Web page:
Marfa, Texas. Photo credit: Marfa Film Festival/marfafilmfestival.org
As I come to the end of my week of screenings at the Tribeca Film Festival and turn my attention to my imminent departure for Cannes, I wondered again what it is about Tribeca that makes it a not-very-satisfying festival experience.
In past years I’ve blamed the films, and rightly so. Many were so unbearable that I wondered if a programmer had actually selected them or if they were picked at random from a screener stack. But in the 2008 edition the films are leap years better. This is no doubt thanks to the much-discussed changes; more films that have been vetted on the fest circuit, more selectivity in the programming process, and less films required to fill the slate.
Also much improved this year are the venues. No longer spread out over the breadth of Manhattan, the concentrated primary locations around the East Village and Union Square have made the festival actually walkable. We may not be in Tribeca, but at least it’s not 34th/42nd/72nd St. Even the odd Union Square-based Am Ex “Insider Center”, with it’s sparse attendance and tomb-like location, makes Tribeca feel a little more like a film festival.
So with all these improvements, why hasn’t Tribeca become a satisfying film festival experience? I think the answer may be that, in my experience, the most dynamic and exciting festivals have been those that are, in and of themselves, destinations. Sundance, for all it’s own difficulties, is the only reason to go Park City, UT (that is, for a non-skier like myself). When you are there, you are in the cocoon of that festival—completely focused on the experiences (good, bad and exhausting) that it provides. When I went to IDFA in 2004, it too was a cocoon-like experience, mainly because of the concentrated “village-like” atmosphere of the festival venues. Granted there are many other things to do in Amsterdam, but as a first time visitor focused on the festival experience, I thought IDFA was fantastic (even in spite of the many clunker films I saw there).
I read this morning on Twitch about the brand new Marfa Film Festival, located pretty much in the middle of nowhere, 3 hours from El Paso and 7 hours from Austin. The town and its environs have become known of late as the go-to location for modern Hollywood westerns, serving as the backdrop for both THERE WILL BE BLOOD and NO COUNTRY FOR OLD MEN. So to kick-off the fest, organizers held an opening night screening of TWBB on what remains of the set, and tonight they’re offering a screening of NIGHT OF THE HUNTER on the Marfa Golf Course.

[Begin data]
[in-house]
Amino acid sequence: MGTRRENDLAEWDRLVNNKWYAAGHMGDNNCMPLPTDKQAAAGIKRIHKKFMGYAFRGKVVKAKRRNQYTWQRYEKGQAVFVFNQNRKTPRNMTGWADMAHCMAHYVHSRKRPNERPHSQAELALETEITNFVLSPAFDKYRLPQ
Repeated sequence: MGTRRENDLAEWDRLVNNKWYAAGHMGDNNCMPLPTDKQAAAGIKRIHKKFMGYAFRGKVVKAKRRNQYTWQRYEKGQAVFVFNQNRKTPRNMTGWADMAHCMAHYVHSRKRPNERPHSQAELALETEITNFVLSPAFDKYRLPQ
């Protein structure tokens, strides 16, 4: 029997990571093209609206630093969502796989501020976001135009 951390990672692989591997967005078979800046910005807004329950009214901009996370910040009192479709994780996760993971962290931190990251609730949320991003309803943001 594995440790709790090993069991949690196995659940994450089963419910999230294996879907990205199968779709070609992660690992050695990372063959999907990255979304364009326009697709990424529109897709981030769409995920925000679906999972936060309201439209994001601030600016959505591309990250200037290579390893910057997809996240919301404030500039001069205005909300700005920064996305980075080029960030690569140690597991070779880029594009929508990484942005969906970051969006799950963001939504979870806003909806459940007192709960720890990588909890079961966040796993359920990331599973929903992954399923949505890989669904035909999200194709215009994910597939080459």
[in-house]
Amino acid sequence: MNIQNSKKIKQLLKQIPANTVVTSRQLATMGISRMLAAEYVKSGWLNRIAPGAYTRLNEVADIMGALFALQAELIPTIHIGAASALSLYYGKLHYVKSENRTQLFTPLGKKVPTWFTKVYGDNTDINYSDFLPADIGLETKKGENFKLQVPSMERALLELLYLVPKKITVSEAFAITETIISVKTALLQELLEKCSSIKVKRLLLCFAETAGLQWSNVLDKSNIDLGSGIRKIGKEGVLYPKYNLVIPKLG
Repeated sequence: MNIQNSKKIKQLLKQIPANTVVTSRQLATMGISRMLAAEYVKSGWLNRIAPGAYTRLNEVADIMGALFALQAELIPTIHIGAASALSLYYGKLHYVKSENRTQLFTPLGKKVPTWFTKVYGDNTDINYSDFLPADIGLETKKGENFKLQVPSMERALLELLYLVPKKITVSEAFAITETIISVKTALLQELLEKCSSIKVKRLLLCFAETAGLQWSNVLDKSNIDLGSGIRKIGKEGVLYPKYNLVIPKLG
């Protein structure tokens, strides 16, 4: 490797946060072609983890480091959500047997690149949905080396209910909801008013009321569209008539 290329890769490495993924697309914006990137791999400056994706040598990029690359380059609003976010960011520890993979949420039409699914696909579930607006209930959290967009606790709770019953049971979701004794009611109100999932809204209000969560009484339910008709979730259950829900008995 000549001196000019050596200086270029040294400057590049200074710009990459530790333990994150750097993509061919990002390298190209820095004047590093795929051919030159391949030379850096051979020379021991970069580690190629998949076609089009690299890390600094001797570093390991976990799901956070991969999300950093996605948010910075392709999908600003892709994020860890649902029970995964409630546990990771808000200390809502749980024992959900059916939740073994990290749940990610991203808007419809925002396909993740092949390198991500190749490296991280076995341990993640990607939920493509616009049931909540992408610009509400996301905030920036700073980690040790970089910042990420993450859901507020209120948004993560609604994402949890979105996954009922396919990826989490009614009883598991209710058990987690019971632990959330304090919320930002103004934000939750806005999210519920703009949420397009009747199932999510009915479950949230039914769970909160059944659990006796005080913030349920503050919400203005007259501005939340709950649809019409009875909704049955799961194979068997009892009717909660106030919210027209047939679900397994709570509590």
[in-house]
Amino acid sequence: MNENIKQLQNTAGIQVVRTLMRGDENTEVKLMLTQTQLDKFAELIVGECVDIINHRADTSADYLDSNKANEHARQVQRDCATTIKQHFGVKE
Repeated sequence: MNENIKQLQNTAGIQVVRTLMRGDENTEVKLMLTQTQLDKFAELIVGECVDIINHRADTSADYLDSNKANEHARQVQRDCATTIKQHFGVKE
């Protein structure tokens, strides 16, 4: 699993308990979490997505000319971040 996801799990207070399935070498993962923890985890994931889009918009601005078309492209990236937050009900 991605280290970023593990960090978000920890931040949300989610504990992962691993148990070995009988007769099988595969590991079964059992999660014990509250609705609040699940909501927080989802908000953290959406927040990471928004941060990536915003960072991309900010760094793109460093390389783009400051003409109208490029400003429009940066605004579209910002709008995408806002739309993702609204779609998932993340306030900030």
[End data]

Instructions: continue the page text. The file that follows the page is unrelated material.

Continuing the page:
For the rest of the festival, they’ve got a mix of winning fest circuit veterans (MAN ON WIRE) and films you’ve never heard of (probably for good reason). This is to be expected for a 1st time fest in an obscure location, but I’m sure that the fun of the Marfa Film Festival will be those special events, and the interesting and bizarre location that has drawn artists and UFO-ologists there for years. In other words, a destination—a place to go to experience film outside as well as inside the theater. To get wrapped up in a place that inspires film, through the location itself as well as through those who have ventured there alongside you. Twitch makes a comparison between Marfa and Telluride since both towns are about the same size, and while even they admit that’s premature, I think the potential exists for Marfa to grow into a must-do film fest experience.
I have a feeling that filmmakers who come to New York for the Tribeca Film Festival do feel some of this, especially if they are new to the city and are focused primarily on the fest experience (as I was in Amsterdam). But for the vast community of filmmakers and industry who live here, I’m more skeptical than ever that Tribeca will ever become an industry festival. We will not doubt see more sales out of the fest in years to come, and I’m sure it will continue to gain in popularity, especially if they continue to improve the program and venues. But Tribeca will never be a destination festival, because the industry that lives here, or even those who do come in from LA, will always have the distractions of New York, of our daily lives, and of bigger fests 2 weeks from now, to keep us from getting truly immersed in the Tribeca experience.